Two species of vulture can be observed in Fairfax County: Black vultures (Coragyps atratus) and Turkey vultures (Cathartes aura).
Black vultures are 22 to 27 inches long with a 4.5 to 5 foot wingspan, and weigh 4 to 5 lbs. The tail is relatively short. Body color is black with a white outer wing patch that is visible in flight. The legs and feet are light gray. The beak and head are gray and absent of any feathers.
Turkey vultures are 24 to 25 inches long with a 5 to 6 foot wingspan, and weigh 3.5 to 5 lbs. The tail is relatively long. Body color is dark brown with a darker feather ruff around the neck. The legs are gray to pink. The beak is ivory, the head is red and absent of any feathers. Juvenile vultures have a dark gray head and beak.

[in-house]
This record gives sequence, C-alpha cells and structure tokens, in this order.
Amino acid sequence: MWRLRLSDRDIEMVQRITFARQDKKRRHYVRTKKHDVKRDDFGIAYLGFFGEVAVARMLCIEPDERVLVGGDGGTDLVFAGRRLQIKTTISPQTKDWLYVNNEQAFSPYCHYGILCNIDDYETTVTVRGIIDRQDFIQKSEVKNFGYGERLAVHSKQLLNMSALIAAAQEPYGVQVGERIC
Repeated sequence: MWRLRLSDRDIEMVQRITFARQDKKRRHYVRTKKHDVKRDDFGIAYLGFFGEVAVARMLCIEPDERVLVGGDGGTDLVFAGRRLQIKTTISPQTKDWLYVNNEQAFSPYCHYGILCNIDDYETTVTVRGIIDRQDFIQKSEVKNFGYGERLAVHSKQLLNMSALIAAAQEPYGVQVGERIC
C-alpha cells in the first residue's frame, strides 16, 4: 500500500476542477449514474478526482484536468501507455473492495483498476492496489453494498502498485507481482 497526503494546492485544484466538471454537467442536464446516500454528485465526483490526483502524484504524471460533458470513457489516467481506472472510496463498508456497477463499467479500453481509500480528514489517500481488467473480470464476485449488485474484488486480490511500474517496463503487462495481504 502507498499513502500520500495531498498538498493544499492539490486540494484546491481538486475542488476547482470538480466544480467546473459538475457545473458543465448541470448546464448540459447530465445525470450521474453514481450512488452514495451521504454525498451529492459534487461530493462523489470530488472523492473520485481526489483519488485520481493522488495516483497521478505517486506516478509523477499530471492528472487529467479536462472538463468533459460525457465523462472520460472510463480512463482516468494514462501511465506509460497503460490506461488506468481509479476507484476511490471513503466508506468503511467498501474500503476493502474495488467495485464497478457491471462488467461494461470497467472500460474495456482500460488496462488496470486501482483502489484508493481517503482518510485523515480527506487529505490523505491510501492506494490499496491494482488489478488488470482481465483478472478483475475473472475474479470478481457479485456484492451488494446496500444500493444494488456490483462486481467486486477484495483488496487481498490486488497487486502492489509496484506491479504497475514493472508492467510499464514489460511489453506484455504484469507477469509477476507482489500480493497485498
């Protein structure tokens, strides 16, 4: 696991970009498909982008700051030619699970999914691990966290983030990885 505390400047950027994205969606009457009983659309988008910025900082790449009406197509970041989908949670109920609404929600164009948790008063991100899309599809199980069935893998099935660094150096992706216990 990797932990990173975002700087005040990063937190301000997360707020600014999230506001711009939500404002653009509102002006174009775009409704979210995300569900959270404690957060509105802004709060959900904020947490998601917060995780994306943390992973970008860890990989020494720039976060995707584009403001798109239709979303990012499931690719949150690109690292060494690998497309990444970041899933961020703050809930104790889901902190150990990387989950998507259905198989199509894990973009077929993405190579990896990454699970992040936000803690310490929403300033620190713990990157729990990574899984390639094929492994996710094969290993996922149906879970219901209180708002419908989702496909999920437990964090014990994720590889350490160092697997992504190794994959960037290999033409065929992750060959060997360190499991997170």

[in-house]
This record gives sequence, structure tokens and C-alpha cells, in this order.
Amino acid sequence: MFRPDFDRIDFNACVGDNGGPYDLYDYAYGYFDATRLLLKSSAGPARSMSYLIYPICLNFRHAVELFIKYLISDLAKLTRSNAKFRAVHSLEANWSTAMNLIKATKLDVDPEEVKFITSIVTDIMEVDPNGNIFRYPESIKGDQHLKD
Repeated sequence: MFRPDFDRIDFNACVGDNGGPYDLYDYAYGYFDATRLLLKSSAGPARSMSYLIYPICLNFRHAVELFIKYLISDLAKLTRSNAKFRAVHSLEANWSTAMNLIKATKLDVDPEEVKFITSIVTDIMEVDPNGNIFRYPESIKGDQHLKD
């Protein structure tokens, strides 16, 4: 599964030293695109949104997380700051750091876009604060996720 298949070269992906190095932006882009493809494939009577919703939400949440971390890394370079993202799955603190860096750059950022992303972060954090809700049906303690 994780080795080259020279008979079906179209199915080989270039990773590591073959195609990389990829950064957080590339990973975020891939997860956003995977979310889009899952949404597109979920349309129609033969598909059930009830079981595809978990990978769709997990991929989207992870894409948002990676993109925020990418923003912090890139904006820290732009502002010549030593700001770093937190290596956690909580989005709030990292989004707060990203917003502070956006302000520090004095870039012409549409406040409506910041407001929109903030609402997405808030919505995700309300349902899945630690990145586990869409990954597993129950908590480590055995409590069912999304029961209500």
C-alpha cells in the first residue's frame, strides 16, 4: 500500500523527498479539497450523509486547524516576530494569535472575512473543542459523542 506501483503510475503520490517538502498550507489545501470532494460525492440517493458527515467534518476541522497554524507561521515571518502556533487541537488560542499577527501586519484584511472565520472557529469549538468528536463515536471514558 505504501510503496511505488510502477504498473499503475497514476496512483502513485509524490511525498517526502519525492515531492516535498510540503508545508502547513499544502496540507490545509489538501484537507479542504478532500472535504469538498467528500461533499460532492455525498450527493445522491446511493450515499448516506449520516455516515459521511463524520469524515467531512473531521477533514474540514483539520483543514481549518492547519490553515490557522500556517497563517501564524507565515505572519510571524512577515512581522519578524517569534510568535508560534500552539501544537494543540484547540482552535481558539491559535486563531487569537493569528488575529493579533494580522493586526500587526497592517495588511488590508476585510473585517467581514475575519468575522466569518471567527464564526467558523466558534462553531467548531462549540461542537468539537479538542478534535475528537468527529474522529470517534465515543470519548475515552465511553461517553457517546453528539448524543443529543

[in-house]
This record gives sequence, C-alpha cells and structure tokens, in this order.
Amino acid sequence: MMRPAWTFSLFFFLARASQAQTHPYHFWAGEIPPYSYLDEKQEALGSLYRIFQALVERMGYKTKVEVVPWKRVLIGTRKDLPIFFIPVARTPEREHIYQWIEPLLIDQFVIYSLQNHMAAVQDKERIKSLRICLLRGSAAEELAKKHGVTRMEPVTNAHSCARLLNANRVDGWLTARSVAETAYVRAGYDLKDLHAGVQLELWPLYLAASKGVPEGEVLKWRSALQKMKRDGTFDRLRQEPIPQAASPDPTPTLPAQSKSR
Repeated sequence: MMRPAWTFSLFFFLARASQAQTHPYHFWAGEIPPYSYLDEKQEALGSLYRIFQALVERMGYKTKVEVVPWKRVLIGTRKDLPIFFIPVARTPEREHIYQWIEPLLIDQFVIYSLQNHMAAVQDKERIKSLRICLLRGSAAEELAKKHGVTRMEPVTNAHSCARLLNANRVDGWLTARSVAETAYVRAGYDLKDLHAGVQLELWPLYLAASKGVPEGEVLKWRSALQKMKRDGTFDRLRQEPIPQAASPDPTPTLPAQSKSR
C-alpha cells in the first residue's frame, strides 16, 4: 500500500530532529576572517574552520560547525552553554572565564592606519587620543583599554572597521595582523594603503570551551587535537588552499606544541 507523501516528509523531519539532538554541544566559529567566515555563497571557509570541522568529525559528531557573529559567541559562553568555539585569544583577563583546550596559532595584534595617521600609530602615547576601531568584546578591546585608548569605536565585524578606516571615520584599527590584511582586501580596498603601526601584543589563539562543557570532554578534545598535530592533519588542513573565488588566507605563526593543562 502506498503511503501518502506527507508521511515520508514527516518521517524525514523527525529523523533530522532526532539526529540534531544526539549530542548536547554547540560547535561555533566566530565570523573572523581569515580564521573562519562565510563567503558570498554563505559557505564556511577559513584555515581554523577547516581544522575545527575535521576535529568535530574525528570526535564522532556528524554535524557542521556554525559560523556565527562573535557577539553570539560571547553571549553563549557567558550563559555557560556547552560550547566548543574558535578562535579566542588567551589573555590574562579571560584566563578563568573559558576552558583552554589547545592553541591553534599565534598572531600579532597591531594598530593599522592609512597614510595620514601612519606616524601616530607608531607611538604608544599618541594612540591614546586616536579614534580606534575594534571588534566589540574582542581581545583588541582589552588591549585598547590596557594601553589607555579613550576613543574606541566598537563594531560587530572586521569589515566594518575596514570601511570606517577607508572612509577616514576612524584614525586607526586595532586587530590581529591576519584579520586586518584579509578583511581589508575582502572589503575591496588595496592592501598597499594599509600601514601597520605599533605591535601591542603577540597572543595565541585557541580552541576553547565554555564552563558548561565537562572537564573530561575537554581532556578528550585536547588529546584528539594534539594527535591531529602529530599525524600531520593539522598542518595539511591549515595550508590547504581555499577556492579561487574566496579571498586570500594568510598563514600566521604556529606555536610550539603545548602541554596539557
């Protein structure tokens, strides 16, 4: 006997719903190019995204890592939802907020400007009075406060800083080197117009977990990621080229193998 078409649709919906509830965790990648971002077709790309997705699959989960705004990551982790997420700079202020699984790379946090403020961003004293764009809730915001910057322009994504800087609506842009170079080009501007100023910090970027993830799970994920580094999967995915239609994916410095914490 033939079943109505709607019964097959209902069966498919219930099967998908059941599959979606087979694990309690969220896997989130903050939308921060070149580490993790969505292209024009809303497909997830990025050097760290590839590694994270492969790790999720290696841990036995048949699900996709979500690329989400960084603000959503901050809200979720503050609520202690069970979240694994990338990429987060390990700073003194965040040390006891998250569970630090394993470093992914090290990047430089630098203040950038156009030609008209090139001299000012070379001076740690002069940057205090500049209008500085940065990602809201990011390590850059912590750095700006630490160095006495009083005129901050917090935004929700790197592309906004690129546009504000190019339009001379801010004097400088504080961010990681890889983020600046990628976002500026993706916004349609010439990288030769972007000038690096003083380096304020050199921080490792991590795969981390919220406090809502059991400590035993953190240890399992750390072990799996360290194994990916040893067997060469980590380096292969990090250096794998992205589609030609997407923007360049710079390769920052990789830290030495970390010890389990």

Vultures are a federally protected migratory bird. Federal and state regulations apply to all vulture management activity (lethal or non-lethal).Vultures generally pose little threat to humans, their property or pets, although large flocks can cause property damage .
Vultures do not build nests, but lay eggs on the ground at a selected nest site, such as under logs, inside hollow trees, caves, or abandoned buildings. In February to April, females lay 1-3 eggs with an incubation period of 28 to 40 days. Black Vultures are thought to mate for life, whereas Turkey Vultures form established pairs only to raise young during the breeding season. Vultures are migratory, social birds that form large communal roosts.
Turkey Vultures have a superior sense of smell. Black Vultures have a poor sense of smell and must follow other vultures to find food. One carcass can attract dozens of vultures of both species from across a large area.
Vultures are carnivorous scavengers. A natural diet primarily consists of dead animals (carrion) and incapacitated or vulnerable live animals (e.g. injured or very young) on occasion. A modified diet can include newborn livestock (e.g. calves).
Vultures primarily inhabit wooded areas of Fairfax County to roost and nest. Vultures can be seen on the sides of roads and open areas to forage for food.